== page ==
I am trying to produce a list of the files that were changed in a specific commit. The problem is, that every file has the version number in a comment at the top of the file - and since this commit introduces a new version, that means that every file has changed.

I don't care about the changed comments, so I would like to have git diff ignore all lines that match ^\s*\*.*$, as these are all comments (part of /* */).

I cannot find any way to tell git diff to ignore specific lines.

I have already tried setting a textconv attribute to cause Git to pass the files to sed before diffing them, so that sed can strip out the offending lines - the problem with this, is that git diff --name-status does not actually diff the files, just compares the hashes, and of course all the hashes have changed.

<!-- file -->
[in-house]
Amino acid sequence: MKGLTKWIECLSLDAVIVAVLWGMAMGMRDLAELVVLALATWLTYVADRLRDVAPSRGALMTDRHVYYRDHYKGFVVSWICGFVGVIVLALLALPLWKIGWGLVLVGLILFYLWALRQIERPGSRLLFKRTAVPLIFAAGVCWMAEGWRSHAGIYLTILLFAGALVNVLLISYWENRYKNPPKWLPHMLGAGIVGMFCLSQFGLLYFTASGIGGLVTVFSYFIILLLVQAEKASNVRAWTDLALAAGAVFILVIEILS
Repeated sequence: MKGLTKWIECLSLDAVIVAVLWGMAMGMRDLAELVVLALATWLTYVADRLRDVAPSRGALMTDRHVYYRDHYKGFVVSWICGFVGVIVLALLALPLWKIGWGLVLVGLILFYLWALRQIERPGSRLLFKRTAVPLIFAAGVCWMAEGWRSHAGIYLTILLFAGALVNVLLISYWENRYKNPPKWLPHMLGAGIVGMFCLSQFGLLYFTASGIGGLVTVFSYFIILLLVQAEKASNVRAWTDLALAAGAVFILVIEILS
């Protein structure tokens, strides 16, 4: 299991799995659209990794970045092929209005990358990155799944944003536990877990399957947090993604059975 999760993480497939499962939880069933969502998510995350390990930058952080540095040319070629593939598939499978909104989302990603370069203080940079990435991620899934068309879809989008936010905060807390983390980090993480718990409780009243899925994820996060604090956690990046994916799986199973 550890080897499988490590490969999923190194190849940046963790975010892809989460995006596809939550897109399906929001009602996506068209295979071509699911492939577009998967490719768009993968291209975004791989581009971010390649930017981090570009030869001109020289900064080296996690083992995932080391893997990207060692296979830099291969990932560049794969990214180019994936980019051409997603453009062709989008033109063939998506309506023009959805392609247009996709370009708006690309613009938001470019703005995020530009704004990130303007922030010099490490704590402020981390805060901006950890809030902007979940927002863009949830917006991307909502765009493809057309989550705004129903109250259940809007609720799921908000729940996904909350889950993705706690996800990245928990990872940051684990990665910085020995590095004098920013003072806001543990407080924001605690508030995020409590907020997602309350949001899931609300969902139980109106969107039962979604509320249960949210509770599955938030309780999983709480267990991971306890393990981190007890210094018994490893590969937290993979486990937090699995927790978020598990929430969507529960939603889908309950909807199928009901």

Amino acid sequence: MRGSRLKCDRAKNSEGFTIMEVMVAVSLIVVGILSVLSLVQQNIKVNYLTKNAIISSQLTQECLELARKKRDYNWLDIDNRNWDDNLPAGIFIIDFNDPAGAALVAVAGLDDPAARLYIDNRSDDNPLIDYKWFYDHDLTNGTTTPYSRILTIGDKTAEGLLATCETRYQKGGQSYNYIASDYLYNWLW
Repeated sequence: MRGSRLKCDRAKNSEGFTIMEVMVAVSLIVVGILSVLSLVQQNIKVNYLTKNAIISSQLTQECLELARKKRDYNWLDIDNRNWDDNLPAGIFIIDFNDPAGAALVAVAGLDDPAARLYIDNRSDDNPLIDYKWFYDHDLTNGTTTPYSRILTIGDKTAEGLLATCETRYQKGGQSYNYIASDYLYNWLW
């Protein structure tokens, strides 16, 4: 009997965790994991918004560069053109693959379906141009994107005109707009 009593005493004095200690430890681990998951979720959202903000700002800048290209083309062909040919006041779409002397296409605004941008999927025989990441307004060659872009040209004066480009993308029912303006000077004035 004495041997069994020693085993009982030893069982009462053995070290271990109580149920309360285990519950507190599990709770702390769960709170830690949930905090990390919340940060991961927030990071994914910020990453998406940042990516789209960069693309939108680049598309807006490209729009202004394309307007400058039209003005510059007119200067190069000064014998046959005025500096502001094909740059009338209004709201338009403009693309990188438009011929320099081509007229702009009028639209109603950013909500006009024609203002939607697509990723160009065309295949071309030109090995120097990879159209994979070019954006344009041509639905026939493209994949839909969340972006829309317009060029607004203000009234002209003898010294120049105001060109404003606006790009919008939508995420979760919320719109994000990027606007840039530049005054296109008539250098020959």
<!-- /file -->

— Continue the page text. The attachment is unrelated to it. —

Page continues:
Is there a way to do this?

  • A wild guess... Did you try git diff --name-status --textconv? Or maybe git diff --name-only?
    – rodrigo
    May 13, 2013 at 16:55
  • Yes, I am using --name-only, but it returns (like I said), every file, because every files has had its comments changed. --textconv does not work, because, as I also said in the post, git ignores it when not producing a full diff.
    – Benubird
    May 13, 2013 at 17:04
  • 1
    possible duplicate of ignoring changes matching a string in git diff
    – richvdh
    Jun 23, 2015 at 14:08
  • 1
    @richvdh I think the questions are similar enough to be considered a duplicate, BUT they have different correct answers, and this question has additional answers making suggestions that the other Q does not have, so I believe there is value in keeping both of them.